Neonatal sepsis in Pakistan Presentation and pathogens

Document Type



Paediatrics and Child Health


The case records of all neonates admitted to the neonatal unit at Aga Khan University Hospital (Karachi) in a 30 month period (Nov. 86-April 89) were analysed. Of 60 neonates with confirmed sepsis, 33 (55%) had non-nosocomial infection (NNC) whereas 27 (45%) had nosocomial sepsis (NC). The most common organisms causing early-onset NNC sepsis were Klebsiella species (53%) and Escherichia coli (10%), whereas the organisms causing late-onset NNC sepsis included Salmonella parathypi (21%), Group A Streptococcus (21%), Escherichia coli (14%) and Pseudomonas species (14%). Klebsiella was the most common organism causing NC sepsis, others being Staphylococcus aureus (15%) and Serratia species (15%). The mortality in NC sepsis, early-onset and late onset NNC sepsis was 44%, 26% and 43%, respectively. Risk factors associated with NNC sepsis included low birthweight, prematurity and prolonged and complicated deliveries. There was a high incidence of drug resistance to ampicillin and gentamicin among gram-negative organisms causing sepsis (mean 67%).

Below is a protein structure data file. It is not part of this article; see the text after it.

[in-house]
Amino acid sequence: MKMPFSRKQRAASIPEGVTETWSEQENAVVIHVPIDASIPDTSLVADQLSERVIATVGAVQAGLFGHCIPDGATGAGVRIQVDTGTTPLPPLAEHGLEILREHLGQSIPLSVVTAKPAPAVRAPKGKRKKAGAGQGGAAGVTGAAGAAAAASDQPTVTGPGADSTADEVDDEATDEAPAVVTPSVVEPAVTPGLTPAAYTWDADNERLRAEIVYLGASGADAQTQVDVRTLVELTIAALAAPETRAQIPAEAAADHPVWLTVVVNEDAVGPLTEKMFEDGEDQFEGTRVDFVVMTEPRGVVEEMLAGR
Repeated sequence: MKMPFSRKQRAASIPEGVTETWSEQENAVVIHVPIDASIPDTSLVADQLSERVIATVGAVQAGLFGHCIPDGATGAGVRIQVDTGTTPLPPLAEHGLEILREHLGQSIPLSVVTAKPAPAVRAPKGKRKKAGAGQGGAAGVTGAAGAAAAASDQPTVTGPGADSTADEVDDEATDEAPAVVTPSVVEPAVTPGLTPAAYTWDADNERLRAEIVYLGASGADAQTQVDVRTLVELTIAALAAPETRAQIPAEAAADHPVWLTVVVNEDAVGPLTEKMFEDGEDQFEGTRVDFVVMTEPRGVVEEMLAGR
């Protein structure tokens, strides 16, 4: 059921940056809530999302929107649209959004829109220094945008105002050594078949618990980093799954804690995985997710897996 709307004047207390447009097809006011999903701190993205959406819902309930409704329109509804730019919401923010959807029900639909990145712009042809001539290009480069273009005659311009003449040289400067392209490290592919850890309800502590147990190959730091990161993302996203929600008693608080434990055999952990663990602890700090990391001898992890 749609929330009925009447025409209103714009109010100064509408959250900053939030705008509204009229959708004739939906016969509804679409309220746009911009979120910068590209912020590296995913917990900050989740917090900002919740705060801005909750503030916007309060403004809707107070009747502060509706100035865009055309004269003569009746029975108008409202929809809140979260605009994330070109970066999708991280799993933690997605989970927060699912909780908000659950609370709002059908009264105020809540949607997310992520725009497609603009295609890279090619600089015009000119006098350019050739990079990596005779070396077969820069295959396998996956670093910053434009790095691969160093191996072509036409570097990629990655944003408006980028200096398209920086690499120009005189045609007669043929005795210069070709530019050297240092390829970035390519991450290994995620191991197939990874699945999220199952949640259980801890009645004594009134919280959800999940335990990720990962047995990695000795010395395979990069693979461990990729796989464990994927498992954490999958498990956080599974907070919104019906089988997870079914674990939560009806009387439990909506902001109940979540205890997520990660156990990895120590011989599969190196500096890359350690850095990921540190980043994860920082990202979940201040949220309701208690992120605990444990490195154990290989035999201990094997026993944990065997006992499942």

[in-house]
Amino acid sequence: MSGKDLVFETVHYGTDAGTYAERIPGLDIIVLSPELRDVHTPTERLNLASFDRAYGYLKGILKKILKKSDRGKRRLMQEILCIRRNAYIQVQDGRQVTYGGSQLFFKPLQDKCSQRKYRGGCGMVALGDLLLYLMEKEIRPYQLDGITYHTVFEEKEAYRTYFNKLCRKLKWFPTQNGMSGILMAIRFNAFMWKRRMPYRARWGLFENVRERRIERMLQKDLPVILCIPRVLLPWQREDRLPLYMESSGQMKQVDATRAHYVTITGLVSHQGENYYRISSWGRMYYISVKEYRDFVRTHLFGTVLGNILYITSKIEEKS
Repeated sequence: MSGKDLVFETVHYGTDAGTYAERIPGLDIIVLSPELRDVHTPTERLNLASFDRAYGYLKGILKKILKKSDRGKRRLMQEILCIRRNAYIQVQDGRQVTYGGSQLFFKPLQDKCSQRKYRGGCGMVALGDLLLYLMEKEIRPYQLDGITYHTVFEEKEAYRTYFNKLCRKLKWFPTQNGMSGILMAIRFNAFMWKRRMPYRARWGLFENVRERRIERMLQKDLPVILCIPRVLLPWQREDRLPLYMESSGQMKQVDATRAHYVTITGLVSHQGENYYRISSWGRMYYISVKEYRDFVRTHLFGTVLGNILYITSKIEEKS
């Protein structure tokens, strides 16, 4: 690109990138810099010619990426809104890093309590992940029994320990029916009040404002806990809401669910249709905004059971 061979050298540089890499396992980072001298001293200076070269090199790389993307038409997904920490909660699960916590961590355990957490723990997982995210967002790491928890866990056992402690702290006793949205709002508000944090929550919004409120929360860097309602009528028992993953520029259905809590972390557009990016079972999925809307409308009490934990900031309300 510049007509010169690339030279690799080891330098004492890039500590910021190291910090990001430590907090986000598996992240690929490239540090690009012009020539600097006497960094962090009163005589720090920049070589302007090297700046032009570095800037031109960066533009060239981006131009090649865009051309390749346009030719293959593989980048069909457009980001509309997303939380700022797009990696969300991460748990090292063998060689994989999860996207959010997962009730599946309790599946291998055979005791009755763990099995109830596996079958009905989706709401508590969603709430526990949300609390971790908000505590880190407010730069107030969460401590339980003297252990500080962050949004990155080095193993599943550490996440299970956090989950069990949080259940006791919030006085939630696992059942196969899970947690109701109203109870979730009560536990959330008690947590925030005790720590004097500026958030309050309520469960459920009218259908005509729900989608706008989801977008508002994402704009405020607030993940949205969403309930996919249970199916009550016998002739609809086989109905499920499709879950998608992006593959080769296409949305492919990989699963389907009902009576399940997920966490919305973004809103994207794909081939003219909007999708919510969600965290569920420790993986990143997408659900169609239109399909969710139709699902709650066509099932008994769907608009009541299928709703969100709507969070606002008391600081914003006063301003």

Publication (Name of Journal)

Acta Paediatrica Scandinavica